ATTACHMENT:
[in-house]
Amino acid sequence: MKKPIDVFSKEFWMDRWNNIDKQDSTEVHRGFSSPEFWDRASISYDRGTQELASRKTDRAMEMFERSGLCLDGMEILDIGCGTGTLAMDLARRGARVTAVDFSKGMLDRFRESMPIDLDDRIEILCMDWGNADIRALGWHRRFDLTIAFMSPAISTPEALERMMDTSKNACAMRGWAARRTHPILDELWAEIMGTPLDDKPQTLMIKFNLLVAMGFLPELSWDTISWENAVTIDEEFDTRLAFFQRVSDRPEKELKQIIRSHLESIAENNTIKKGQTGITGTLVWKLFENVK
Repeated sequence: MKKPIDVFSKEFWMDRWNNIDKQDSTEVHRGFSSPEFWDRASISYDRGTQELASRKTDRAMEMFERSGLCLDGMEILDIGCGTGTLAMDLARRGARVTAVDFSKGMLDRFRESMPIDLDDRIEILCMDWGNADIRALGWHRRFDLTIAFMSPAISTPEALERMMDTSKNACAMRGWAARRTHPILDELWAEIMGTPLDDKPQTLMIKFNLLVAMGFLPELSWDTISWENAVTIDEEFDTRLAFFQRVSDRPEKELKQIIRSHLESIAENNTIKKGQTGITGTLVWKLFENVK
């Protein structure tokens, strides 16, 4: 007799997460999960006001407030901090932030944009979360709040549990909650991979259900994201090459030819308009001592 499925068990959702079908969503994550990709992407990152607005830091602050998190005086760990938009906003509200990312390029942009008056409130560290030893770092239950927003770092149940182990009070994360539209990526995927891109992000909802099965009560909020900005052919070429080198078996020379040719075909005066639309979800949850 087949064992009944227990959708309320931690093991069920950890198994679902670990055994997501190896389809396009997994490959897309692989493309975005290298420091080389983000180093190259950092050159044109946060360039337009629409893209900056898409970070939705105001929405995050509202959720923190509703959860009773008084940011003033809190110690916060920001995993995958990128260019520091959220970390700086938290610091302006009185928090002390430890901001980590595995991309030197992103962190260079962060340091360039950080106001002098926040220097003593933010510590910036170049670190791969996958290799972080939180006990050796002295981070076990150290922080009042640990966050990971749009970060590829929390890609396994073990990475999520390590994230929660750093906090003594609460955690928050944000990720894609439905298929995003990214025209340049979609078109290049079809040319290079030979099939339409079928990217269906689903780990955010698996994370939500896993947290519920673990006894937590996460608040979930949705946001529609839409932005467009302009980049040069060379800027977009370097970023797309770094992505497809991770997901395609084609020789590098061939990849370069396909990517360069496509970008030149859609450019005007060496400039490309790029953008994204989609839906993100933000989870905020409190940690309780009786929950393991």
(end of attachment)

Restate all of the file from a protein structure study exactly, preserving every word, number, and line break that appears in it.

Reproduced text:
[in-house]
Amino acid sequence: MKKPIDVFSKEFWMDRWNNIDKQDSTEVHRGFSSPEFWDRASISYDRGTQELASRKTDRAMEMFERSGLCLDGMEILDIGCGTGTLAMDLARRGARVTAVDFSKGMLDRFRESMPIDLDDRIEILCMDWGNADIRALGWHRRFDLTIAFMSPAISTPEALERMMDTSKNACAMRGWAARRTHPILDELWAEIMGTPLDDKPQTLMIKFNLLVAMGFLPELSWDTISWENAVTIDEEFDTRLAFFQRVSDRPEKELKQIIRSHLESIAENNTIKKGQTGITGTLVWKLFENVK
Repeated sequence: MKKPIDVFSKEFWMDRWNNIDKQDSTEVHRGFSSPEFWDRASISYDRGTQELASRKTDRAMEMFERSGLCLDGMEILDIGCGTGTLAMDLARRGARVTAVDFSKGMLDRFRESMPIDLDDRIEILCMDWGNADIRALGWHRRFDLTIAFMSPAISTPEALERMMDTSKNACAMRGWAARRTHPILDELWAEIMGTPLDDKPQTLMIKFNLLVAMGFLPELSWDTISWENAVTIDEEFDTRLAFFQRVSDRPEKELKQIIRSHLESIAENNTIKKGQTGITGTLVWKLFENVK
């Protein structure tokens, strides 16, 4: 007799997460999960006001407030901090932030944009979360709040549990909650991979259900994201090459030819308009001592 499925068990959702079908969503994550990709992407990152607005830091602050998190005086760990938009906003509200990312390029942009008056409130560290030893770092239950927003770092149940182990009070994360539209990526995927891109992000909802099965009560909020900005052919070429080198078996020379040719075909005066639309979800949850 087949064992009944227990959708309320931690093991069920950890198994679902670990055994997501190896389809396009997994490959897309692989493309975005290298420091080389983000180093190259950092050159044109946060360039337009629409893209900056898409970070939705105001929405995050509202959720923190509703959860009773008084940011003033809190110690916060920001995993995958990128260019520091959220970390700086938290610091302006009185928090002390430890901001980590595995991309030197992103962190260079962060340091360039950080106001002098926040220097003593933010510590910036170049670190791969996958290799972080939180006990050796002295981070076990150290922080009042640990966050990971749009970060590829929390890609396994073990990475999520390590994230929660750093906090003594609460955690928050944000990720894609439905298929995003990214025209340049979609078109290049079809040319290079030979099939339409079928990217269906689903780990955010698996994370939500896993947290519920673990006894937590996460608040979930949705946001529609839409932005467009302009980049040069060379800027977009370097970023797309770094992505497809991770997901395609084609020789590098061939990849370069396909990517360069496509970008030149859609450019005007060496400039490309790029953008994204989609839906993100933000989870905020409190940690309780009786929950393991």